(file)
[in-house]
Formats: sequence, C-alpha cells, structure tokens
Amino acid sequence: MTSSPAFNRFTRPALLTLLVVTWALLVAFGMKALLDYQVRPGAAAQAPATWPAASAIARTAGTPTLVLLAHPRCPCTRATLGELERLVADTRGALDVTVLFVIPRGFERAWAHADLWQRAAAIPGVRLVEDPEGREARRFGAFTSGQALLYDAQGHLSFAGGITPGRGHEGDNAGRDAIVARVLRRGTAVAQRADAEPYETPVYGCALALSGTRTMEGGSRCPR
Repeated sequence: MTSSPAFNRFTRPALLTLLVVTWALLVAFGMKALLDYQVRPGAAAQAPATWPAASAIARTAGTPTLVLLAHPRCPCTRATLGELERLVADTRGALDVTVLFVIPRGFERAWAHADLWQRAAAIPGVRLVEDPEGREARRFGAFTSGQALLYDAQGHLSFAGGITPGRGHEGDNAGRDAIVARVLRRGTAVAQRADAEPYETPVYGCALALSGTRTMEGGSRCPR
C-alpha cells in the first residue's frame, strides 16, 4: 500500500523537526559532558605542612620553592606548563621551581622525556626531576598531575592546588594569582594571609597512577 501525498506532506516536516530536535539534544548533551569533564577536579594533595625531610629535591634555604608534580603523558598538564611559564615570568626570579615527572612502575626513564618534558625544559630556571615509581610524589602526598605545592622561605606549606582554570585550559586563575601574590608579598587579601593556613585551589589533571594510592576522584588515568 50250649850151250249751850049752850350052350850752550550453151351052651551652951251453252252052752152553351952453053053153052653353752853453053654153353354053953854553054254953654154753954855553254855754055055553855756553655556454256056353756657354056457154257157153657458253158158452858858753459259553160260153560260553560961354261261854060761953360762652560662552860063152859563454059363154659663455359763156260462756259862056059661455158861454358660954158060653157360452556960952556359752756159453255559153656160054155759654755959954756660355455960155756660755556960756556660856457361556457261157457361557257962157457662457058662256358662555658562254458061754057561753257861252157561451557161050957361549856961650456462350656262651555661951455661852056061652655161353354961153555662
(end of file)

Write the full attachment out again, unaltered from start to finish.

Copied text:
[in-house]
Formats: sequence, C-alpha cells, structure tokens
Amino acid sequence: MTSSPAFNRFTRPALLTLLVVTWALLVAFGMKALLDYQVRPGAAAQAPATWPAASAIARTAGTPTLVLLAHPRCPCTRATLGELERLVADTRGALDVTVLFVIPRGFERAWAHADLWQRAAAIPGVRLVEDPEGREARRFGAFTSGQALLYDAQGHLSFAGGITPGRGHEGDNAGRDAIVARVLRRGTAVAQRADAEPYETPVYGCALALSGTRTMEGGSRCPR
Repeated sequence: MTSSPAFNRFTRPALLTLLVVTWALLVAFGMKALLDYQVRPGAAAQAPATWPAASAIARTAGTPTLVLLAHPRCPCTRATLGELERLVADTRGALDVTVLFVIPRGFERAWAHADLWQRAAAIPGVRLVEDPEGREARRFGAFTSGQALLYDAQGHLSFAGGITPGRGHEGDNAGRDAIVARVLRRGTAVAQRADAEPYETPVYGCALALSGTRTMEGGSRCPR
C-alpha cells in the first residue's frame, strides 16, 4: 500500500523537526559532558605542612620553592606548563621551581622525556626531576598531575592546588594569582594571609597512577 501525498506532506516536516530536535539534544548533551569533564577536579594533595625531610629535591634555604608534580603523558598538564611559564615570568626570579615527572612502575626513564618534558625544559630556571615509581610524589602526598605545592622561605606549606582554570585550559586563575601574590608579598587579601593556613585551589589533571594510592576522584588515568 50250649850151250249751850049752850350052350850752550550453151351052651551652951251453252252052752152553351952453053053153052653353752853453053654153353354053953854553054254953654154753954855553254855754055055553855756553655556454256056353756657354056457154257157153657458253158158452858858753459259553160260153560260553560961354261261854060761953360762652560662552860063152859563454059363154659663455359763156260462756259862056059661455158861454358660954158060653157360452556960952556359752756159453255559153656160054155759654755959954756660355455960155756660755556960756556660856457361556457261157457361557257962157457662457058662256358662555658562254458061754057561753257861252157561451557161050957361549856961650456462350656262651555661951455661852056061652655161353354961153555662